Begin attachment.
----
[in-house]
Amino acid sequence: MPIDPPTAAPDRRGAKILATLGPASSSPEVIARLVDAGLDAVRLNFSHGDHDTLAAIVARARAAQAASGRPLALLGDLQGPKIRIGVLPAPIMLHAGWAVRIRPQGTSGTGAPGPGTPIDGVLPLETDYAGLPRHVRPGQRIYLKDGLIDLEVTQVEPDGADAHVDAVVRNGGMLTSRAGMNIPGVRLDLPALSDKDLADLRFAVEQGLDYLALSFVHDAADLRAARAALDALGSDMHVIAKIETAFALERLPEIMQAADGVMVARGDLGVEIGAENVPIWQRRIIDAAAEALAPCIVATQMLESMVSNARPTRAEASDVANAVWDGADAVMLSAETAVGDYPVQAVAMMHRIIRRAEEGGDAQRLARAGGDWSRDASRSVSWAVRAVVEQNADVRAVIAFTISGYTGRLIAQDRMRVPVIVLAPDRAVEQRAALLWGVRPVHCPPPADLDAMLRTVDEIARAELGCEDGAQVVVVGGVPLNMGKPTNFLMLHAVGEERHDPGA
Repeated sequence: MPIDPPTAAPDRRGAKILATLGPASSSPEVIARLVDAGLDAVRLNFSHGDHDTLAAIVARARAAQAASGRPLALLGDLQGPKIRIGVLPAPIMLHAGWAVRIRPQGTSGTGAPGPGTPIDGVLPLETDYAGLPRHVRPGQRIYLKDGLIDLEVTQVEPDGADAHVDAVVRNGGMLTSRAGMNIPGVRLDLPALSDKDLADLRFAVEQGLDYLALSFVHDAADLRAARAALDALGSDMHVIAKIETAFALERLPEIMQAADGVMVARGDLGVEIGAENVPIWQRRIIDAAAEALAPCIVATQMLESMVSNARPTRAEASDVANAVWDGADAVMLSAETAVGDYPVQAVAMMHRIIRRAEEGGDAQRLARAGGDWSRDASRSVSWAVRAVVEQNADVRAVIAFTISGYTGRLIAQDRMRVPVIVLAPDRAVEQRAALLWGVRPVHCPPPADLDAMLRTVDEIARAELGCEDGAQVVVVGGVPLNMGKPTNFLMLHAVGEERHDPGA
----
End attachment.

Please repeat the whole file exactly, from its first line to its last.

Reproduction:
[in-house]
Amino acid sequence: MPIDPPTAAPDRRGAKILATLGPASSSPEVIARLVDAGLDAVRLNFSHGDHDTLAAIVARARAAQAASGRPLALLGDLQGPKIRIGVLPAPIMLHAGWAVRIRPQGTSGTGAPGPGTPIDGVLPLETDYAGLPRHVRPGQRIYLKDGLIDLEVTQVEPDGADAHVDAVVRNGGMLTSRAGMNIPGVRLDLPALSDKDLADLRFAVEQGLDYLALSFVHDAADLRAARAALDALGSDMHVIAKIETAFALERLPEIMQAADGVMVARGDLGVEIGAENVPIWQRRIIDAAAEALAPCIVATQMLESMVSNARPTRAEASDVANAVWDGADAVMLSAETAVGDYPVQAVAMMHRIIRRAEEGGDAQRLARAGGDWSRDASRSVSWAVRAVVEQNADVRAVIAFTISGYTGRLIAQDRMRVPVIVLAPDRAVEQRAALLWGVRPVHCPPPADLDAMLRTVDEIARAELGCEDGAQVVVVGGVPLNMGKPTNFLMLHAVGEERHDPGA
Repeated sequence: MPIDPPTAAPDRRGAKILATLGPASSSPEVIARLVDAGLDAVRLNFSHGDHDTLAAIVARARAAQAASGRPLALLGDLQGPKIRIGVLPAPIMLHAGWAVRIRPQGTSGTGAPGPGTPIDGVLPLETDYAGLPRHVRPGQRIYLKDGLIDLEVTQVEPDGADAHVDAVVRNGGMLTSRAGMNIPGVRLDLPALSDKDLADLRFAVEQGLDYLALSFVHDAADLRAARAALDALGSDMHVIAKIETAFALERLPEIMQAADGVMVARGDLGVEIGAENVPIWQRRIIDAAAEALAPCIVATQMLESMVSNARPTRAEASDVANAVWDGADAVMLSAETAVGDYPVQAVAMMHRIIRRAEEGGDAQRLARAGGDWSRDASRSVSWAVRAVVEQNADVRAVIAFTISGYTGRLIAQDRMRVPVIVLAPDRAVEQRAALLWGVRPVHCPPPADLDAMLRTVDEIARAELGCEDGAQVVVVGGVPLNMGKPTNFLMLHAVGEERHDPGA